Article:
One of the things I enjoy about my job is the opportunity to read local English language newspapers around the world. I enjoy the different perspective that the newspaper take on the same topic. One that I was reading recently was about how the super powers might take a different approach to building their capabilities. As I read it I was reminded of the story of the Miginot Line. I have actually visited the remains of the Miginot Line and would encourage you do so if you can. It was based on a fairly simple assumption – the enemy will come from the direction in which our guns are pointed because it is impossible to bring an army any other way. Now we know from history that the enemy literally went around the Miginot Line and left it impotent. The same story also applies to the British guns in Singapore during WW2, they assumed that the enemy could only come from the sea. Unfortunately for them, the enemy didn’t agree with that assumption. In both examples the guns were fixed and couldn't be moved to confront the enemy coming from the other direction. My reason for mentioning these examples is that sometimes businesses are based on assumptions. The knowledge that the company values, is that knowledge which they believe supports the assumptions. But sometimes things happen that change the environment and cause the previous assumptions to be no longer valid. Unless the knowledge updated the business will very quickly decline. As we enter into the new year, perhaps it would be appropriate to reflect on the assumptions that your business is based on and the key knowledge that you value. Perhaps that knowledge is out of date and your knowledge management plans need to be updated.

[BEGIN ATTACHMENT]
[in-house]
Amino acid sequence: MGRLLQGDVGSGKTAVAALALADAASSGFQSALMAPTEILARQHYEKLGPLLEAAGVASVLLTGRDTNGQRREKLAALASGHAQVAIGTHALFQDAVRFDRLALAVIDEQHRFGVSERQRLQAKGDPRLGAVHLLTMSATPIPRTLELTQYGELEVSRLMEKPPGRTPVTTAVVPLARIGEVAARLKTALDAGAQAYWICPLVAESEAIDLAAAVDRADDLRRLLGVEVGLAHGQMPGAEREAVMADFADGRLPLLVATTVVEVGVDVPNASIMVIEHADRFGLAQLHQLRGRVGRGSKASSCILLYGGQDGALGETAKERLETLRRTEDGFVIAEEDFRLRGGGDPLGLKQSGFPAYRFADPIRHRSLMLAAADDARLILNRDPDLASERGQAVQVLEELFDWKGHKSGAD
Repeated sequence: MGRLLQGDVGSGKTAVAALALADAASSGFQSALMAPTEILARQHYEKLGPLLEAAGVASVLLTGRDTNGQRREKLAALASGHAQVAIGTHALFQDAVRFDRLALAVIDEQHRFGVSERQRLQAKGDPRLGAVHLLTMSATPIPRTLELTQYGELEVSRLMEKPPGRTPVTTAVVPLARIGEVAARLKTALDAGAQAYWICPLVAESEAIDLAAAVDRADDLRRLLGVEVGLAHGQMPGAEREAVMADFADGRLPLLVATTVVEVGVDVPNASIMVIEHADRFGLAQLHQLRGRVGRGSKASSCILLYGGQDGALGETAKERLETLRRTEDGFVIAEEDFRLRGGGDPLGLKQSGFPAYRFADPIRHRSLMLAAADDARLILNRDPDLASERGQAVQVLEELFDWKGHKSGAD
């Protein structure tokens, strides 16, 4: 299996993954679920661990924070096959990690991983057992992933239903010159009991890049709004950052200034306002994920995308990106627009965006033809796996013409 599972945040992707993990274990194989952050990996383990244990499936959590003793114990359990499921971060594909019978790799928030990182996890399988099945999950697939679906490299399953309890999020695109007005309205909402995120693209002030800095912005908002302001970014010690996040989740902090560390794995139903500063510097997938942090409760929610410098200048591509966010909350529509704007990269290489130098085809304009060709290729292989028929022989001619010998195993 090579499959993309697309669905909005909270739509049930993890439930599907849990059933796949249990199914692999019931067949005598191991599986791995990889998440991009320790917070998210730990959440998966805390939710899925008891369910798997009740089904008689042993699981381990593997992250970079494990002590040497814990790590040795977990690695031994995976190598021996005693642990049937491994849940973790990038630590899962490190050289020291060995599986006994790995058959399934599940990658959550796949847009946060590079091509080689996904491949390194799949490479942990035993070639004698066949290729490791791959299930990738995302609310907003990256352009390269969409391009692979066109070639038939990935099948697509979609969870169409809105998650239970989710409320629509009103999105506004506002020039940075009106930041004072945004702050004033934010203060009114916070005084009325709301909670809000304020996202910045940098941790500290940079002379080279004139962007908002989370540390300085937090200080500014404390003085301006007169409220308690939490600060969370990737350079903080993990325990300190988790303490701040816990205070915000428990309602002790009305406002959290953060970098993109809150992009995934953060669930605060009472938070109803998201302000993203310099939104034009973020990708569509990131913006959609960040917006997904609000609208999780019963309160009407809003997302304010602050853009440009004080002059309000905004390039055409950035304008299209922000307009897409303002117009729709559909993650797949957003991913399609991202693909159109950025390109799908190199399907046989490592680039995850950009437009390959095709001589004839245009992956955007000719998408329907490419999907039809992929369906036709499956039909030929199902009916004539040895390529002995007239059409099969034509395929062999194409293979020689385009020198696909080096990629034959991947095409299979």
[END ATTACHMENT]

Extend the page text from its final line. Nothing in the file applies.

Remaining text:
January 26, 2012
January 24, 2012
As part of my New Year resolutions I am trying to ensure that I become less of a hoarder. I am trying to balance ‘that might be useful sometime in the future’ with the ‘do I really need to keep that?’ As part of that campaign the proceedings of the 3rd Annual Conference, Knowledge Management for the Oil, Gas and Power (OGP) Sectors came to my attention. Now I have to say that the proceedings failed the first test; does that look good on the office bookshelf? The book has a pale blue, very plain cover, sort of thing you would find in a university research library. It doesn’t scream, ‘this is a book containing profound wisdom’ at you. But it does contain a paper by me so scores high on the ego charts (only kidding). Even then the title of the paper isn’t exactly inspirational eg In-depth Case Study: Sustainable organisational learning…global reach, local look and feel’. So should I keep it or consign it to the bin? Well I am going to keep it because if found a paper in it about using refinery process control systems to capture and retain ‘process knowledge’. We could have a long discussion about whether is this ‘true knowledge’ or ‘data’ but to be honest it doesn’t really matter what title you use, the key for me is ‘will it help the guys operating the plant do so in a safer, more efficient manner?’ Do you have any old conference proceedings sitting on your office shelf that perhaps might contain hidden gems, might be worth a look sometime soon? Knoco Ltd